Cyber Insurance, Warranties & Ransomware Protection: Mind The Coverage Gap!

With new threats emerging daily and increasing in complexity and sophistication too, cyber security has become a critical focus for all organisations.

With new threats emerging daily and increasing in complexity and sophistication too, cyber security has become a critical focus for all organisations – with every single company, irrespective of its size and location, at risk of a cyber-attack. As a result, most have started opting for cyber insurance to cover the losses that such attacks may incur, sometimes together with a specific ransomware warranty, catalysed by this type of threat accounting for some 75% of cyber insurance claims (AM Best 2021). Outside of ransomware, cyber insurance can cover areas including extortion demands and remediation efforts.

But this is a market under strain, with the ratio of losses to premiums earned at 73% in 2021 according to Fitch Ratings and difficulty in diversifying the risk as cyber-attacks have no boundaries. Further, the absence of historical data complicates the capacity for the type of risk forecasting that the insurance industry typically employs to set pricing rates. In combination, this is ultimately threatening the profitability of the industry and thereby the protection it affords – and fuelling rising premium prices for customers too.

Headline grabbing ransomware warranties are also an area that further investigation and small print reading is required.   What may look an attractive proposition (and often a no brainer) in many cases will never pay out and could lead to dangerous complacency.

Additionally, clauses around cybersecurity insurance are increasingly tightening, as highlighted by the recent announcement by Lloyds of London on coverage limitation, for example its insurance products will no longer cover the fallout of cyber-attacks exchanged between nation-states. Many insurers are also imposing stricter safeguarding requirements, which although helping to support increased levels of cyber security defences, this can also leave some organisations and especially SMB’s exposed, as they are less able to meet the new minimum threshold limits.

This makes knowing exactly what is covered in any policy you have today, or are contemplating purchasing in the future, a business and technology imperative. Companies should know that cyber insurance policies and ransomware protection warranties do not cover every aspect of attacks and in most cases, there will be varying triggers, limits, conditions and coverages for different types of claims which can lead to denial or a reduced claim, creating an expectation and actualisation gap. Education and awareness here is key – you must be fully aware of what is not covered by your cyber insurance today, to avoid any surprises later.  Roy May does a great job of covering exactly this point.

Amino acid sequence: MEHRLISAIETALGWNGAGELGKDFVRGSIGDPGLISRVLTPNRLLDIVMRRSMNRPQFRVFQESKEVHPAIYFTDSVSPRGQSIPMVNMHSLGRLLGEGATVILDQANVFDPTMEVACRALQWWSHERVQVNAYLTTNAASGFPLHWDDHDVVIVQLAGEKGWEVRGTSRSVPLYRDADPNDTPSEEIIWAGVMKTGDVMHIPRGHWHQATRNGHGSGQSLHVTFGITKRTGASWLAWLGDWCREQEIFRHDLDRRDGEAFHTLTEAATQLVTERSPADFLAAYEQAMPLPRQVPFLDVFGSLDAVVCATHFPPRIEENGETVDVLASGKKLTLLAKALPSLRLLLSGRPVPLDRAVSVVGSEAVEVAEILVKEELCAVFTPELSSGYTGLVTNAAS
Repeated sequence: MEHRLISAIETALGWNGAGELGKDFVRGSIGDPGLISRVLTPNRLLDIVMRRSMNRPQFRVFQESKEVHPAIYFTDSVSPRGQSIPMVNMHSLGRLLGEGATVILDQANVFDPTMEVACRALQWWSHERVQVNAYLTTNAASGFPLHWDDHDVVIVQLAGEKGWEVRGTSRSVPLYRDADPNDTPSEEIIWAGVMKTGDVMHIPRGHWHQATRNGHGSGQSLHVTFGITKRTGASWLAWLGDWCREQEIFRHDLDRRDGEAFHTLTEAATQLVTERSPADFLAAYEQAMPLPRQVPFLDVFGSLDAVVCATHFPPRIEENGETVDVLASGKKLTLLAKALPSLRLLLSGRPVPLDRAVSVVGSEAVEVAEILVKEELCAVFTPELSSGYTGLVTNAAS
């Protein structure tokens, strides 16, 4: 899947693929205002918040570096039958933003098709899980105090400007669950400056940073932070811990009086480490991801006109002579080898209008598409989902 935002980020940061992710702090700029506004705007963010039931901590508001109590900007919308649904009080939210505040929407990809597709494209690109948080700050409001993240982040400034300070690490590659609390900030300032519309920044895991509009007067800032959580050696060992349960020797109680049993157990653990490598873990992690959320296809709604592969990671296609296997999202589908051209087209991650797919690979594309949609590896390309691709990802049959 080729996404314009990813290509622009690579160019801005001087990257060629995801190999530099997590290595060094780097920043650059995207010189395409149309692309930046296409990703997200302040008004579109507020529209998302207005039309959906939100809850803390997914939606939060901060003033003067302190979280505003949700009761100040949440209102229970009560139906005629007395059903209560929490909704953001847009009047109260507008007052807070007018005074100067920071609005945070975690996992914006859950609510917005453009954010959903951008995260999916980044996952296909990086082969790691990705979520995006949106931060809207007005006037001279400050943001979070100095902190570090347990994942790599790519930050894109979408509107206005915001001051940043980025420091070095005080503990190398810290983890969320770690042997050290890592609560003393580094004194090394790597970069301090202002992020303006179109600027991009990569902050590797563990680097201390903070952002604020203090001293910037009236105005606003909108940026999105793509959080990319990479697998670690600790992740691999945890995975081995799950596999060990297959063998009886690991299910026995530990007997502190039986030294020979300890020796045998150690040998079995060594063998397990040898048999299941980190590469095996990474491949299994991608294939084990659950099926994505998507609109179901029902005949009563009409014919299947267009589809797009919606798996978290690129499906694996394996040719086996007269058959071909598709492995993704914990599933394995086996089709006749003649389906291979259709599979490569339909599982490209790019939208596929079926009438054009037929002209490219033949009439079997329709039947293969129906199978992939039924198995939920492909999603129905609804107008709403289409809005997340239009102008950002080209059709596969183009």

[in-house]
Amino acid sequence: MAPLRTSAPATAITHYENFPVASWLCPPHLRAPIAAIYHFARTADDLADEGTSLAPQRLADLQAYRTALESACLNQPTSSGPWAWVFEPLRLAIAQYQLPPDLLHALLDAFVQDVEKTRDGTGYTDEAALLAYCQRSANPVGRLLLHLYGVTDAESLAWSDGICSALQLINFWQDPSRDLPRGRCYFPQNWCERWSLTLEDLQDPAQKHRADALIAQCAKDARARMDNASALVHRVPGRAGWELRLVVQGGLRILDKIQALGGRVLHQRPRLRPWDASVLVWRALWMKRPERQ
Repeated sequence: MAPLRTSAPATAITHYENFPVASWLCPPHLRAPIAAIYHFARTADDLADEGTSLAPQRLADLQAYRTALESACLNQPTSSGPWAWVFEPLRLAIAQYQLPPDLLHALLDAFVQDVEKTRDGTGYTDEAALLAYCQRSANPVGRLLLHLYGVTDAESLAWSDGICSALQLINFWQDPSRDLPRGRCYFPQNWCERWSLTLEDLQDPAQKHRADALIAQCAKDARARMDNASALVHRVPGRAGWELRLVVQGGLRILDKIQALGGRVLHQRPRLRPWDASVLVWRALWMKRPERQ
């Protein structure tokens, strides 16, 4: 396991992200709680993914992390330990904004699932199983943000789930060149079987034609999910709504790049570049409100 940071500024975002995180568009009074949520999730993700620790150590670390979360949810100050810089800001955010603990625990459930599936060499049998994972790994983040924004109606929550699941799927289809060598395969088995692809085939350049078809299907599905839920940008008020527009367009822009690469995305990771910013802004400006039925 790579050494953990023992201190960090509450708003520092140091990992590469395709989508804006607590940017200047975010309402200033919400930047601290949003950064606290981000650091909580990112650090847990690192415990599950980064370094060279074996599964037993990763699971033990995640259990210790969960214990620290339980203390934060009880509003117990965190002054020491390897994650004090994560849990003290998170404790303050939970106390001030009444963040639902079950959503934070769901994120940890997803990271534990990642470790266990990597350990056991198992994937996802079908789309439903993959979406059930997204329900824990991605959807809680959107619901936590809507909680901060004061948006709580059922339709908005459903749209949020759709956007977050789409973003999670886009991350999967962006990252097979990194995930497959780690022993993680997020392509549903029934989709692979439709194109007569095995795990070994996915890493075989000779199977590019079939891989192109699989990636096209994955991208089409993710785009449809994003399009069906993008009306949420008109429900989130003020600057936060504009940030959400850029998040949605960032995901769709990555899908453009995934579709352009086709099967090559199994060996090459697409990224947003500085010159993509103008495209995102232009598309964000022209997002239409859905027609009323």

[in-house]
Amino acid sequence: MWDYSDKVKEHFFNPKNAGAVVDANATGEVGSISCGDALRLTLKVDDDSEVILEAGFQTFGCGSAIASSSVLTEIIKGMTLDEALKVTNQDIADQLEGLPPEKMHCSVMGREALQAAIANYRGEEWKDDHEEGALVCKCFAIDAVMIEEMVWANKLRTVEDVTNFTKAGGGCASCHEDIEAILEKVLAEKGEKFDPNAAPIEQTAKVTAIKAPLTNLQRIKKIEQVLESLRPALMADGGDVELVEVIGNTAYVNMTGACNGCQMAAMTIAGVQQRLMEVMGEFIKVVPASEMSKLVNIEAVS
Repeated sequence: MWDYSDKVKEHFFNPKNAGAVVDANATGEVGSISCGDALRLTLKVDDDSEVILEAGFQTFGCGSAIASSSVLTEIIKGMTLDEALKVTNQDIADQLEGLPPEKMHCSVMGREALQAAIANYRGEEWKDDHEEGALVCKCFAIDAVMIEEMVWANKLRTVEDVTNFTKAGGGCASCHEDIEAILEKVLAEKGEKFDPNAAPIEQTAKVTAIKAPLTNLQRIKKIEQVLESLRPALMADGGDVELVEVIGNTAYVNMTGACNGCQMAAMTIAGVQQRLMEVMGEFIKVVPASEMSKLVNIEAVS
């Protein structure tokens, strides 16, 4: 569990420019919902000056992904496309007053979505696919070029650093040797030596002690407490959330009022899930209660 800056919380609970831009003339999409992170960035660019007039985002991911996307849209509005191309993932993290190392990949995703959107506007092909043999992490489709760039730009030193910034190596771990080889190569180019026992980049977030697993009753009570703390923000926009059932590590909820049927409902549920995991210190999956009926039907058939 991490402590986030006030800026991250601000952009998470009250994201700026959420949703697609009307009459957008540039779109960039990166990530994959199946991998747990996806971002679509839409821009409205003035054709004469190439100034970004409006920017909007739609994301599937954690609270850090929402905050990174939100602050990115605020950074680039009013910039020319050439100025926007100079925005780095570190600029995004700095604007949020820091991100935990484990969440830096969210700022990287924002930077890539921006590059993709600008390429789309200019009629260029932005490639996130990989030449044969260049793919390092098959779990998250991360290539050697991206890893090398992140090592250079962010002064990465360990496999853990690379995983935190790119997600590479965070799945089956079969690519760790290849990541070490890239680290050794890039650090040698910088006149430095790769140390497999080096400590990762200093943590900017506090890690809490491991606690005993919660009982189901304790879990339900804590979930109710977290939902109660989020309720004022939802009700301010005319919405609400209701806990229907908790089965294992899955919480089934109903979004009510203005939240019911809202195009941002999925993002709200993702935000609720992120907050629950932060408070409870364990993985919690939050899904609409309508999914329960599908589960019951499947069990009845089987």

Let’s explore some of the key issues in turn to support exactly that.

  • Third-Party Mistakes: Cyber insurance companies do not cover you if a cyber-attack takes place on any third-party system causing damage to your primary business. This third-party software or services can be your web hosting, email, cloud services, customer service management or any other significant online business relationship.
  • Losses Incurred During ‘Waiting Period’: The insurance world often has a time-based deductible referred to as a “waiting period.” Only the losses that incur after the completion of the waiting duration are covered by insurance. This waiting period is usually around 10 to 12 hours. It means that if your network undergoes a cyberattack during the waiting period, you will not be able to claim money from your insurance.
  • Loss During Downtime: Losses incurred during the business interruption event are not covered by major policies. The downtime can cause harm to your business in many ways leading to loss of productivity and customers trust, loyalty and ultimately their business. No matter how much sales loss this downtime costs you, it will not be covered.
  • Reputation Damage: This is one of the most significant risks a company faces if a cyber-attack or data breach happens. Indeed, 1 in 3 customers are willing to leave a brand they love after just one bad experience, rising to over 90% after 2 or 3 poor experience interactions. (ADD CITE). Any attacks during special events like Cyber Mondays can do even more harm to the organization. As it is difficult to quantify such loss, cyber insurance companies do not cover them in their policy.
  • Bodily Injury or Property Damage: Cyber-attacks have tangible consequences. As the world moves towards IoT (Internet of everything), the connections between objects are increasing, and there are chances that it may lead to bodily injury or property damage. It can sound unusual but many production firms are nowadays running entirely on computers.